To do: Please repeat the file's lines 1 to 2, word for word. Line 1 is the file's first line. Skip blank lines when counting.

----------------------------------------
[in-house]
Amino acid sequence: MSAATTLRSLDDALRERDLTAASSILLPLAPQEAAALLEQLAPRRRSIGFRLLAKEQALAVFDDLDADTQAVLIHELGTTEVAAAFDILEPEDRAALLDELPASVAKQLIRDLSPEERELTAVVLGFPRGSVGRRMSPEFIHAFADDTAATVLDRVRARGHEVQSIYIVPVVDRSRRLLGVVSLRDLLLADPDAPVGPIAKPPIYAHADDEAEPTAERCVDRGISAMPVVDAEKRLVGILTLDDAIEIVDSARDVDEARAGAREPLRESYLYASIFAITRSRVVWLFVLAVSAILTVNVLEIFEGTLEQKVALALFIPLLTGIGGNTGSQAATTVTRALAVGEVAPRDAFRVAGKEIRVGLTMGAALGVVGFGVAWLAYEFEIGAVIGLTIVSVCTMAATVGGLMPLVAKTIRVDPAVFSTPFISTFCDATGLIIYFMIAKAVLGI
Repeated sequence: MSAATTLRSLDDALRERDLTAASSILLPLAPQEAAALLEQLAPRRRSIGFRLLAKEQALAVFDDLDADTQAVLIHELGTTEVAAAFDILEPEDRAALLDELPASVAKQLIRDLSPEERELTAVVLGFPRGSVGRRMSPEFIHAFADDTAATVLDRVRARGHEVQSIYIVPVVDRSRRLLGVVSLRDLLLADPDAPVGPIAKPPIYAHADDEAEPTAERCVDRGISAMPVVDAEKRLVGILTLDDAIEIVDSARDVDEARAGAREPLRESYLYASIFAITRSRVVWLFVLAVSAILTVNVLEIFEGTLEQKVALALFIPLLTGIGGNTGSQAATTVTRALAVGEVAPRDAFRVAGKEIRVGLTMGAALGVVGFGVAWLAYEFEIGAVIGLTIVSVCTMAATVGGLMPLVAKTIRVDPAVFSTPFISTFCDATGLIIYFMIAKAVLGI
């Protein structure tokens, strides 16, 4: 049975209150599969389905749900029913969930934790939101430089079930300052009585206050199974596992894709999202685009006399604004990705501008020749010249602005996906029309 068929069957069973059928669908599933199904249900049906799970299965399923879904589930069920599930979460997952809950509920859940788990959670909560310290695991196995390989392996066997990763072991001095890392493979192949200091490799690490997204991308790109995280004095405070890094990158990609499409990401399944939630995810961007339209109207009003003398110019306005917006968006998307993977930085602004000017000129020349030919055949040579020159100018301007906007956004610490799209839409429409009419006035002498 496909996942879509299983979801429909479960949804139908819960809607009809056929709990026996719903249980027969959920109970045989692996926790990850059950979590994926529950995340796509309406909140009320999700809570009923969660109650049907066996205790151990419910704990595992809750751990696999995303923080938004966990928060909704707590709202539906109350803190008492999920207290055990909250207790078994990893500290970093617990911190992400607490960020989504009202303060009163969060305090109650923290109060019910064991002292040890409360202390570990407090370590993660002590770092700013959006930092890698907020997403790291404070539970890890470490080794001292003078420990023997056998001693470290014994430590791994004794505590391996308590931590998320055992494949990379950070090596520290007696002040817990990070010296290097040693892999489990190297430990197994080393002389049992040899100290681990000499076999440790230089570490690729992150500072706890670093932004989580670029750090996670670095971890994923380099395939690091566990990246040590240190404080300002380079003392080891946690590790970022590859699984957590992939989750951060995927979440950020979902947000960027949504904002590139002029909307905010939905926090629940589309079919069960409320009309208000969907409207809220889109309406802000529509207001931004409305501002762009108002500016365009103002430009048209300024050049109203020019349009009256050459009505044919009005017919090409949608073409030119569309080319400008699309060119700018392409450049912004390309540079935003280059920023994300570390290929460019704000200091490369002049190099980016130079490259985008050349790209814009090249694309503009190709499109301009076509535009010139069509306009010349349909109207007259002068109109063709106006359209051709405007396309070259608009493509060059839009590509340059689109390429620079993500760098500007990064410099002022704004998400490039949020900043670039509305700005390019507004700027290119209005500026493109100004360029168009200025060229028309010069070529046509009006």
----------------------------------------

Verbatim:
[in-house]
Amino acid sequence: MSAATTLRSLDDALRERDLTAASSILLPLAPQEAAALLEQLAPRRRSIGFRLLAKEQALAVFDDLDADTQAVLIHELGTTEVAAAFDILEPEDRAALLDELPASVAKQLIRDLSPEERELTAVVLGFPRGSVGRRMSPEFIHAFADDTAATVLDRVRARGHEVQSIYIVPVVDRSRRLLGVVSLRDLLLADPDAPVGPIAKPPIYAHADDEAEPTAERCVDRGISAMPVVDAEKRLVGILTLDDAIEIVDSARDVDEARAGAREPLRESYLYASIFAITRSRVVWLFVLAVSAILTVNVLEIFEGTLEQKVALALFIPLLTGIGGNTGSQAATTVTRALAVGEVAPRDAFRVAGKEIRVGLTMGAALGVVGFGVAWLAYEFEIGAVIGLTIVSVCTMAATVGGLMPLVAKTIRVDPAVFSTPFISTFCDATGLIIYFMIAKAVLGI